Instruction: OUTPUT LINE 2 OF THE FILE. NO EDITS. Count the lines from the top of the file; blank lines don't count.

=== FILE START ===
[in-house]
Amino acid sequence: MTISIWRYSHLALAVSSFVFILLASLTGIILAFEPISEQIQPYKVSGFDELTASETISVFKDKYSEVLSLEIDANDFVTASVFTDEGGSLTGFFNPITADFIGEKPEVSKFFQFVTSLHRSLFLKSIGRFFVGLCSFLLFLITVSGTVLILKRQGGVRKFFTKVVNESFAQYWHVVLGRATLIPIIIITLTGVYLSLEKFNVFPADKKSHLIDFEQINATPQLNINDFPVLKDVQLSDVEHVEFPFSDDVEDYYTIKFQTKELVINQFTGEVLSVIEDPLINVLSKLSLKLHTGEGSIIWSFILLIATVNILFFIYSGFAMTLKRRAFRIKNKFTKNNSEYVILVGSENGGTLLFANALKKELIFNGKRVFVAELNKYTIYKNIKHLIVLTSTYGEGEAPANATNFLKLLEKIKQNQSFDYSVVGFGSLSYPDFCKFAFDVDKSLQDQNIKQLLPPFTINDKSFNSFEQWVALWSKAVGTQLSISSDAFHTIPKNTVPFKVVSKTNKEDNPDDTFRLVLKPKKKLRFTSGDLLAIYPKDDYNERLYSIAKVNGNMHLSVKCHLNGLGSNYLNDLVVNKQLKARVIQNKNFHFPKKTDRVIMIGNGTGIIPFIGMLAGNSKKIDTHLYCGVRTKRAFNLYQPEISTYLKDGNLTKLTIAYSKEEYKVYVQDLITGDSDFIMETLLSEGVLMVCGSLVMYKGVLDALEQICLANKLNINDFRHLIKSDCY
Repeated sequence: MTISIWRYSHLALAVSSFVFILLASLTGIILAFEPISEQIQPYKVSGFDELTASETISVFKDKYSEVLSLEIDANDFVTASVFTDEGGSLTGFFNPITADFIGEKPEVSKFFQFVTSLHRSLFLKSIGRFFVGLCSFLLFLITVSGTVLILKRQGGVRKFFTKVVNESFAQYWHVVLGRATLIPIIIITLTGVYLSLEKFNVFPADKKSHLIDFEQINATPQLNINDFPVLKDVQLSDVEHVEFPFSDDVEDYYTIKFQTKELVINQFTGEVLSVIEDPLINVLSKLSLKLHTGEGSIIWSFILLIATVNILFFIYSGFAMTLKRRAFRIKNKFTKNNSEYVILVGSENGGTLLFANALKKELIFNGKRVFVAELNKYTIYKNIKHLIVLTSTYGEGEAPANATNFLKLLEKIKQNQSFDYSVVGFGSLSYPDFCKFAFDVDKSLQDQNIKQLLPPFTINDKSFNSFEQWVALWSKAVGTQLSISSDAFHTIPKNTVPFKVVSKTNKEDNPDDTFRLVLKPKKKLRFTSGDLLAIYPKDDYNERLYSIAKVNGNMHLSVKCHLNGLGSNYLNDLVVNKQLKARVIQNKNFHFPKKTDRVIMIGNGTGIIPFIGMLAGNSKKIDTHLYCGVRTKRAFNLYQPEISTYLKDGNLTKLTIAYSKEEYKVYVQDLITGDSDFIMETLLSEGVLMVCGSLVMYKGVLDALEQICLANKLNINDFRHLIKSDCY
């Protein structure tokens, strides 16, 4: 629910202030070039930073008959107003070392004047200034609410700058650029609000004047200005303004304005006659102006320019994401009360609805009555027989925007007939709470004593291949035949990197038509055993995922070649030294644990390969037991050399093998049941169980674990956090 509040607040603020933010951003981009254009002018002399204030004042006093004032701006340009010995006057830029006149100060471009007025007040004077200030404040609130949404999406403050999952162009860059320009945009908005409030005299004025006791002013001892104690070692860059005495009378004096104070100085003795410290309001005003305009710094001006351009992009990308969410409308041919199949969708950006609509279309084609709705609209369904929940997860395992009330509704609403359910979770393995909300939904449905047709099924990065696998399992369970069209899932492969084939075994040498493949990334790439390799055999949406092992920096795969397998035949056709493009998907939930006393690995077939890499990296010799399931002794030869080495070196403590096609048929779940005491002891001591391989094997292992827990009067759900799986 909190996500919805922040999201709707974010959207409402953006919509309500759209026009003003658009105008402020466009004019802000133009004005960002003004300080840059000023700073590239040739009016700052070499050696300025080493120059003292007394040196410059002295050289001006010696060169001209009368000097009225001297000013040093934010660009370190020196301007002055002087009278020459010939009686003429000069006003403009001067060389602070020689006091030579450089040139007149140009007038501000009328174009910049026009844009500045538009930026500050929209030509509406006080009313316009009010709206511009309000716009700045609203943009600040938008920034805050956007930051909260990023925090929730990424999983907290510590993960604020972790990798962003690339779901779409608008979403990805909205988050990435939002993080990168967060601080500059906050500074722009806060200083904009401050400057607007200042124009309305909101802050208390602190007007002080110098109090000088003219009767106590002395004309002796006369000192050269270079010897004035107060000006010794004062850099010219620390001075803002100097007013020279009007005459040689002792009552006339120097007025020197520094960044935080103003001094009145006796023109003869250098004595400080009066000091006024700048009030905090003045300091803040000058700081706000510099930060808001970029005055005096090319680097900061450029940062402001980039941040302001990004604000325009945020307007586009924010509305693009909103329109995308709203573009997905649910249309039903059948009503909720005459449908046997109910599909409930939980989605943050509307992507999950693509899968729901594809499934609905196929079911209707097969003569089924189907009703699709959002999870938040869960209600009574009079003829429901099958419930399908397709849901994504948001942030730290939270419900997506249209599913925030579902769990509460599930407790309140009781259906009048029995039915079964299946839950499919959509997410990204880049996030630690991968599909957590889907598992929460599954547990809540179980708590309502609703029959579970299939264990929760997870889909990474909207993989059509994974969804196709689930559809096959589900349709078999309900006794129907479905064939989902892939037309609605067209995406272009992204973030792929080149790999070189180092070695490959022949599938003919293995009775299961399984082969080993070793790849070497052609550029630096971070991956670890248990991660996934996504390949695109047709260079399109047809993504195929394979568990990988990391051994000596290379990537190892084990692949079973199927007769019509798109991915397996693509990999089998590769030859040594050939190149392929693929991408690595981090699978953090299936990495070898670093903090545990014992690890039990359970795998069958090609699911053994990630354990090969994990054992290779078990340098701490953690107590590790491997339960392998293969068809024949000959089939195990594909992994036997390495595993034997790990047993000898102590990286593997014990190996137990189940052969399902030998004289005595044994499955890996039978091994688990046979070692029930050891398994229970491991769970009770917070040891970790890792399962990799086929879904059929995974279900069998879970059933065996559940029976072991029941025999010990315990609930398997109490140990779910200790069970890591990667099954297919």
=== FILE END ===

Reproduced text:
Amino acid sequence: MTISIWRYSHLALAVSSFVFILLASLTGIILAFEPISEQIQPYKVSGFDELTASETISVFKDKYSEVLSLEIDANDFVTASVFTDEGGSLTGFFNPITADFIGEKPEVSKFFQFVTSLHRSLFLKSIGRFFVGLCSFLLFLITVSGTVLILKRQGGVRKFFTKVVNESFAQYWHVVLGRATLIPIIIITLTGVYLSLEKFNVFPADKKSHLIDFEQINATPQLNINDFPVLKDVQLSDVEHVEFPFSDDVEDYYTIKFQTKELVINQFTGEVLSVIEDPLINVLSKLSLKLHTGEGSIIWSFILLIATVNILFFIYSGFAMTLKRRAFRIKNKFTKNNSEYVILVGSENGGTLLFANALKKELIFNGKRVFVAELNKYTIYKNIKHLIVLTSTYGEGEAPANATNFLKLLEKIKQNQSFDYSVVGFGSLSYPDFCKFAFDVDKSLQDQNIKQLLPPFTINDKSFNSFEQWVALWSKAVGTQLSISSDAFHTIPKNTVPFKVVSKTNKEDNPDDTFRLVLKPKKKLRFTSGDLLAIYPKDDYNERLYSIAKVNGNMHLSVKCHLNGLGSNYLNDLVVNKQLKARVIQNKNFHFPKKTDRVIMIGNGTGIIPFIGMLAGNSKKIDTHLYCGVRTKRAFNLYQPEISTYLKDGNLTKLTIAYSKEEYKVYVQDLITGDSDFIMETLLSEGVLMVCGSLVMYKGVLDALEQICLANKLNINDFRHLIKSDCY